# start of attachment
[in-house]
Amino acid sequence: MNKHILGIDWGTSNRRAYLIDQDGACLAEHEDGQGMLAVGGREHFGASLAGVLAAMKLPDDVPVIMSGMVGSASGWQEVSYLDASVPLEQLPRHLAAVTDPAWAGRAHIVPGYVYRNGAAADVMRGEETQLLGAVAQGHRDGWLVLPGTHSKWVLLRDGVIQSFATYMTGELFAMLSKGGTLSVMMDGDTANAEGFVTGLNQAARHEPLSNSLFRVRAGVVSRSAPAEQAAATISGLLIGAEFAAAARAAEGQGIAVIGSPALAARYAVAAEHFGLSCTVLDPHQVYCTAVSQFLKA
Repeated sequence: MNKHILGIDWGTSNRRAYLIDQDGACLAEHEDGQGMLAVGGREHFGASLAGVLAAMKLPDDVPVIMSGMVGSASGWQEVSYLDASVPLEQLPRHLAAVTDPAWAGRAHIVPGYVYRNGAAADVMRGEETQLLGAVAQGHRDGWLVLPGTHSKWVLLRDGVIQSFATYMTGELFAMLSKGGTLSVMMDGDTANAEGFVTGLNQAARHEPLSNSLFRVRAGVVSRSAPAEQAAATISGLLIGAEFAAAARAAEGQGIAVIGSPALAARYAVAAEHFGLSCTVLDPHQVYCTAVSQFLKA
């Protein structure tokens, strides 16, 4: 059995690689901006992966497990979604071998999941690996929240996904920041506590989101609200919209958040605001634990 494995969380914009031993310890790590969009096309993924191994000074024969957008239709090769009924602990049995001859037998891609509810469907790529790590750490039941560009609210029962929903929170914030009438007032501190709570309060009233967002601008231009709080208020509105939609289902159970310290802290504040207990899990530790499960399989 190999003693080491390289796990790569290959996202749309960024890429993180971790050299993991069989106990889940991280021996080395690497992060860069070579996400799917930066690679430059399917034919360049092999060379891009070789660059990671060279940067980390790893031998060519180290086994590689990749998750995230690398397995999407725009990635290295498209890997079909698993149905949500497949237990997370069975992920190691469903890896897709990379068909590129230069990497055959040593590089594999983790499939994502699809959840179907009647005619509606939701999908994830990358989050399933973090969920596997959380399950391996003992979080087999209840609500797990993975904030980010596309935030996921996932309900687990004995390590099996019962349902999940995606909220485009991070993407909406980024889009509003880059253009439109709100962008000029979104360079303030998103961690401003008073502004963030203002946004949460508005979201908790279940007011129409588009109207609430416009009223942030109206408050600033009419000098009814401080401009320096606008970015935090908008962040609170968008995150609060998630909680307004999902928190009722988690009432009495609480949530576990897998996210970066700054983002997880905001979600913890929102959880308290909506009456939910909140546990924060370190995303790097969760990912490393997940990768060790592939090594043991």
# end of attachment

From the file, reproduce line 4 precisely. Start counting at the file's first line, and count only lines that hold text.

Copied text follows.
């Protein structure tokens, strides 16, 4: 059995690689901006992966497990979604071998999941690996929240996904920041506590989101609200919209958040605001634990 494995969380914009031993310890790590969009096309993924191994000074024969957008239709090769009924602990049995001859037998891609509810469907790529790590750490039941560009609210029962929903929170914030009438007032501190709570309060009233967002601008231009709080208020509105939609289902159970310290802290504040207990899990530790499960399989 190999003693080491390289796990790569290959996202749309960024890429993180971790050299993991069989106990889940991280021996080395690497992060860069070579996400799917930066690679430059399917034919360049092999060379891009070789660059990671060279940067980390790893031998060519180290086994590689990749998750995230690398397995999407725009990635290295498209890997079909698993149905949500497949237990997370069975992920190691469903890896897709990379068909590129230069990497055959040593590089594999983790499939994502699809959840179907009647005619509606939701999908994830990358989050399933973090969920596997959380399950391996003992979080087999209840609500797990993975904030980010596309935030996921996932309900687990004995390590099996019962349902999940995606909220485009991070993407909406980024889009509003880059253009439109709100962008000029979104360079303030998103961690401003008073502004963030203002946004949460508005979201908790279940007011129409588009109207609430416009009223942030109206408050600033009419000098009814401080401009320096606008970015935090908008962040609170968008995150609060998630909680307004999902928190009722988690009432009495609480949530576990897998996210970066700054983002997880905001979600913890929102959880308290909506009456939910909140546990924060370190995303790097969760990912490393997940990768060790592939090594043991």